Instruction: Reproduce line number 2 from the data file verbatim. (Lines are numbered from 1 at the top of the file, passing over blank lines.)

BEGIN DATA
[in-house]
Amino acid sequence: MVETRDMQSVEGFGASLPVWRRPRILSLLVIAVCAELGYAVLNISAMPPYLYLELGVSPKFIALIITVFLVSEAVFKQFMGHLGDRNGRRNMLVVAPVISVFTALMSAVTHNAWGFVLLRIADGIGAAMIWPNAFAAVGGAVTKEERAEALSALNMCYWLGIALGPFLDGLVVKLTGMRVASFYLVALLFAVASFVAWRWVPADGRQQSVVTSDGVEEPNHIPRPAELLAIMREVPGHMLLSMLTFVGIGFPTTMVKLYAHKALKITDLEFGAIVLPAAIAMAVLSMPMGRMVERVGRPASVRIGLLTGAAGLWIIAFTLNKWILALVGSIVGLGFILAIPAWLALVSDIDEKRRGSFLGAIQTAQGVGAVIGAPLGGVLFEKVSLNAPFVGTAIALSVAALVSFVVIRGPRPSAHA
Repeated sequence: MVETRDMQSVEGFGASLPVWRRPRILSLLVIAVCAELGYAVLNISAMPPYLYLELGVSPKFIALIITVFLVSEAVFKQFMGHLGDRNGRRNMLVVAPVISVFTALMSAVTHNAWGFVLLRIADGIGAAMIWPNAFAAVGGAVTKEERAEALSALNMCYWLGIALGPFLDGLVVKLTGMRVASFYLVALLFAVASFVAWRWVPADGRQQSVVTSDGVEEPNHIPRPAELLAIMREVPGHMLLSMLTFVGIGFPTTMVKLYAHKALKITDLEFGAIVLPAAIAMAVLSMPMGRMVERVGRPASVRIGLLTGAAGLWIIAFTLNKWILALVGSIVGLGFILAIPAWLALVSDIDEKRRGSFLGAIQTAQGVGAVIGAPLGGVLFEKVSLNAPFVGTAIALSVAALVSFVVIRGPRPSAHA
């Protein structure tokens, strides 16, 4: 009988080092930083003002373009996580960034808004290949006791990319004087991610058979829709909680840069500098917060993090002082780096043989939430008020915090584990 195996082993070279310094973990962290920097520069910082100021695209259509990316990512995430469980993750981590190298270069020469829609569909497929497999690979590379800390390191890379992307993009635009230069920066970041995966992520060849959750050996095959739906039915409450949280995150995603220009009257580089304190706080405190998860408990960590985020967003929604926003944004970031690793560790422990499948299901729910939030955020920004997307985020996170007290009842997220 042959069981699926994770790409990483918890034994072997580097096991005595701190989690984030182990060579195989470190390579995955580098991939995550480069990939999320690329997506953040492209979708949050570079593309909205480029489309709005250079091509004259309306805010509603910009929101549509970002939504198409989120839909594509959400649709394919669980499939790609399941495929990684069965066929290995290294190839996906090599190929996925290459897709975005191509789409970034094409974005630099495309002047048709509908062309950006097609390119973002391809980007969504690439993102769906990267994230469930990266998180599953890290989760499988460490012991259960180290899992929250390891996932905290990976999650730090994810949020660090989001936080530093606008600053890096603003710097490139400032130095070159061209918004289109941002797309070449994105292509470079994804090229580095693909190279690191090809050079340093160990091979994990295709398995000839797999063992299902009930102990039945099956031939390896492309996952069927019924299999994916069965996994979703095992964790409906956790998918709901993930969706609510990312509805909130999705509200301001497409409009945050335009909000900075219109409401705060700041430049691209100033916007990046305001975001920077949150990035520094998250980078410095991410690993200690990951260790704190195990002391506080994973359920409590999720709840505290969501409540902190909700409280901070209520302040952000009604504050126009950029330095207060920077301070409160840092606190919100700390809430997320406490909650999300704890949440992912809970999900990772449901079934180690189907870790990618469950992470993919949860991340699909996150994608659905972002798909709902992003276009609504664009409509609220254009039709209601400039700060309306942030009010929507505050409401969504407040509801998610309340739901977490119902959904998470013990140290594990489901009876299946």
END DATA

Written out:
Amino acid sequence: MVETRDMQSVEGFGASLPVWRRPRILSLLVIAVCAELGYAVLNISAMPPYLYLELGVSPKFIALIITVFLVSEAVFKQFMGHLGDRNGRRNMLVVAPVISVFTALMSAVTHNAWGFVLLRIADGIGAAMIWPNAFAAVGGAVTKEERAEALSALNMCYWLGIALGPFLDGLVVKLTGMRVASFYLVALLFAVASFVAWRWVPADGRQQSVVTSDGVEEPNHIPRPAELLAIMREVPGHMLLSMLTFVGIGFPTTMVKLYAHKALKITDLEFGAIVLPAAIAMAVLSMPMGRMVERVGRPASVRIGLLTGAAGLWIIAFTLNKWILALVGSIVGLGFILAIPAWLALVSDIDEKRRGSFLGAIQTAQGVGAVIGAPLGGVLFEKVSLNAPFVGTAIALSVAALVSFVVIRGPRPSAHA